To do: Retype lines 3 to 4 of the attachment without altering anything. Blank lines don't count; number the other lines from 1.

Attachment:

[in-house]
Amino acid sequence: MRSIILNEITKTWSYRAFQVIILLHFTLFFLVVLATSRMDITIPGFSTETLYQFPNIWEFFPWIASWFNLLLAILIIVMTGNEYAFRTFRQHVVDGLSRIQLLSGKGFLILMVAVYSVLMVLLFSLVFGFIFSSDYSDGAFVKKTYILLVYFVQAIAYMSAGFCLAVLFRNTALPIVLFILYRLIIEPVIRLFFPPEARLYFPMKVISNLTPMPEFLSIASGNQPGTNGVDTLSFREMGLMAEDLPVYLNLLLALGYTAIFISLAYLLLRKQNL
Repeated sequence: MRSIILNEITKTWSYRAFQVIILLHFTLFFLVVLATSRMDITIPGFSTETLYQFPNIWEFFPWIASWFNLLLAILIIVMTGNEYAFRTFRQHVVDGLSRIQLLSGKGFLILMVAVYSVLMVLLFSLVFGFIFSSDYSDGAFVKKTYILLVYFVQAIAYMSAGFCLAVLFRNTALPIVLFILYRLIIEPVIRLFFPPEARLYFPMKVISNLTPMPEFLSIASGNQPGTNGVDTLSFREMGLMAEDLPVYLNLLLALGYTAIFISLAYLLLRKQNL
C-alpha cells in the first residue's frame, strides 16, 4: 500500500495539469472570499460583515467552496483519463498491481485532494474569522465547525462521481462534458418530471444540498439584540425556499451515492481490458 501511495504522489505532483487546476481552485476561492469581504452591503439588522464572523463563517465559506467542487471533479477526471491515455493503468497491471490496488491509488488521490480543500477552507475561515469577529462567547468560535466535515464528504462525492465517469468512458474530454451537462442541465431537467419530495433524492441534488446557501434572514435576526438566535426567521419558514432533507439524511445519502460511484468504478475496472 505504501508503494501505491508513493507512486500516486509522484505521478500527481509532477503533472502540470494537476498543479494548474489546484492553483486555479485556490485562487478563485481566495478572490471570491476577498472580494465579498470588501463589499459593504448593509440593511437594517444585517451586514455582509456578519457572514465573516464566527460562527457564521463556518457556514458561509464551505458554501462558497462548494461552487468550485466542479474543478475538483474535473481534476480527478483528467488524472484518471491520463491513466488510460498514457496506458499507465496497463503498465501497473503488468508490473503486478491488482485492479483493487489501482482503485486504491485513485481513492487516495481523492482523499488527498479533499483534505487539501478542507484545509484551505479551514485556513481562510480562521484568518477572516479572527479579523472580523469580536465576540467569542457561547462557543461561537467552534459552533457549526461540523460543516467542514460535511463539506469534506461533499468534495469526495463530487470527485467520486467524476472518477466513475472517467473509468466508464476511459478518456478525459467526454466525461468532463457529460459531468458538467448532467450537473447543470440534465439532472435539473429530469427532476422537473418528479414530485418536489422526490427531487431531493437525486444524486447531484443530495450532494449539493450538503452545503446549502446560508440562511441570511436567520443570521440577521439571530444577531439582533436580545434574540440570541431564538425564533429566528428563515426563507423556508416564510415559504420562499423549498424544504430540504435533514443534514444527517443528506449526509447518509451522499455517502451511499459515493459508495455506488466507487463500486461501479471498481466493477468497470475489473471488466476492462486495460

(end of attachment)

Repeated sequence: MRSIILNEITKTWSYRAFQVIILLHFTLFFLVVLATSRMDITIPGFSTETLYQFPNIWEFFPWIASWFNLLLAILIIVMTGNEYAFRTFRQHVVDGLSRIQLLSGKGFLILMVAVYSVLMVLLFSLVFGFIFSSDYSDGAFVKKTYILLVYFVQAIAYMSAGFCLAVLFRNTALPIVLFILYRLIIEPVIRLFFPPEARLYFPMKVISNLTPMPEFLSIASGNQPGTNGVDTLSFREMGLMAEDLPVYLNLLLALGYTAIFISLAYLLLRKQNL
C-alpha cells in the first residue's frame, strides 16, 4: 500500500495539469472570499460583515467552496483519463498491481485532494474569522465547525462521481462534458418530471444540498439584540425556499451515492481490458 501511495504522489505532483487546476481552485476561492469581504452591503439588522464572523463563517465559506467542487471533479477526471491515455493503468497491471490496488491509488488521490480543500477552507475561515469577529462567547468560535466535515464528504462525492465517469468512458474530454451537462442541465431537467419530495433524492441534488446557501434572514435576526438566535426567521419558514432533507439524511445519502460511484468504478475496472 505504501508503494501505491508513493507512486500516486509522484505521478500527481509532477503533472502540470494537476498543479494548474489546484492553483486555479485556490485562487478563485481566495478572490471570491476577498472580494465579498470588501463589499459593504448593509440593511437594517444585517451586514455582509456578519457572514465573516464566527460562527457564521463556518457556514458561509464551505458554501462558497462548494461552487468550485466542479474543478475538483474535473481534476480527478483528467488524472484518471491520463491513466488510460498514457496506458499507465496497463503498465501497473503488468508490473503486478491488482485492479483493487489501482482503485486504491485513485481513492487516495481523492482523499488527498479533499483534505487539501478542507484545509484551505479551514485556513481562510480562521484568518477572516479572527479579523472580523469580536465576540467569542457561547462557543461561537467552534459552533457549526461540523460543516467542514460535511463539506469534506461533499468534495469526495463530487470527485467520486467524476472518477466513475472517467473509468466508464476511459478518456478525459467526454466525461468532463457529460459531468458538467448532467450537473447543470440534465439532472435539473429530469427532476422537473418528479414530485418536489422526490427531487431531493437525486444524486447531484443530495450532494449539493450538503452545503446549502446560508440562511441570511436567520443570521440577521439571530444577531439582533436580545434574540440570541431564538425564533429566528428563515426563507423556508416564510415559504420562499423549498424544504430540504435533514443534514444527517443528506449526509447518509451522499455517502451511499459515493459508495455506488466507487463500486461501479471498481466493477468497470475489473471488466476492462486495460